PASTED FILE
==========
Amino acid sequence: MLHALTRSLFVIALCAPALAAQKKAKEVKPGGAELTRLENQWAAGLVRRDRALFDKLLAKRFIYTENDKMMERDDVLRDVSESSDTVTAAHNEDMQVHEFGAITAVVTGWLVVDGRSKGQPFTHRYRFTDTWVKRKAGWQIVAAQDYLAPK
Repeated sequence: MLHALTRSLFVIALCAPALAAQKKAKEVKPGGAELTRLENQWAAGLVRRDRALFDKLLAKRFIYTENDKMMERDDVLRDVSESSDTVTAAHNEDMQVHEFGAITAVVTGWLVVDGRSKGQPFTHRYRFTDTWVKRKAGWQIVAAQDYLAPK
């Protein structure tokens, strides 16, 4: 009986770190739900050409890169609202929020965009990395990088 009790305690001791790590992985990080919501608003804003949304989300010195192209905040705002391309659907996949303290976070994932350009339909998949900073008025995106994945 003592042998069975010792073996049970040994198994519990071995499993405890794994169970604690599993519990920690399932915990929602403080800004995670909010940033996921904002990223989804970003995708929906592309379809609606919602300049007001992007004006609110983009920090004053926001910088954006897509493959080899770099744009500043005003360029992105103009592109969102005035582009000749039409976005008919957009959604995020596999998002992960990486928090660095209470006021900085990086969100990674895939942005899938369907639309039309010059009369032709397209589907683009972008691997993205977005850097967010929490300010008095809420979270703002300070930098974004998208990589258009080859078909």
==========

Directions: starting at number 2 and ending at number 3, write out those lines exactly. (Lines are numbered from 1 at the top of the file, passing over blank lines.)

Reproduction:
Repeated sequence: MLHALTRSLFVIALCAPALAAQKKAKEVKPGGAELTRLENQWAAGLVRRDRALFDKLLAKRFIYTENDKMMERDDVLRDVSESSDTVTAAHNEDMQVHEFGAITAVVTGWLVVDGRSKGQPFTHRYRFTDTWVKRKAGWQIVAAQDYLAPK
């Protein structure tokens, strides 16, 4: 009986770190739900050409890169609202929020965009990395990088 009790305690001791790590992985990080919501608003804003949304989300010195192209905040705002391309659907996949303290976070994932350009339909998949900073008025995106994945 003592042998069975010792073996049970040994198994519990071995499993405890794994169970604690599993519990920690399932915990929602403080800004995670909010940033996921904002990223989804970003995708929906592309379809609606919602300049007001992007004006609110983009920090004053926001910088954006897509493959080899770099744009500043005003360029992105103009592109969102005035582009000749039409976005008919957009959604995020596999998002992960990486928090660095209470006021900085990086969100990674895939942005899938369907639309039309010059009369032709397209589907683009972008691997993205977005850097967010929490300010008095809420979270703002300070930098974004998208990589258009080859078909």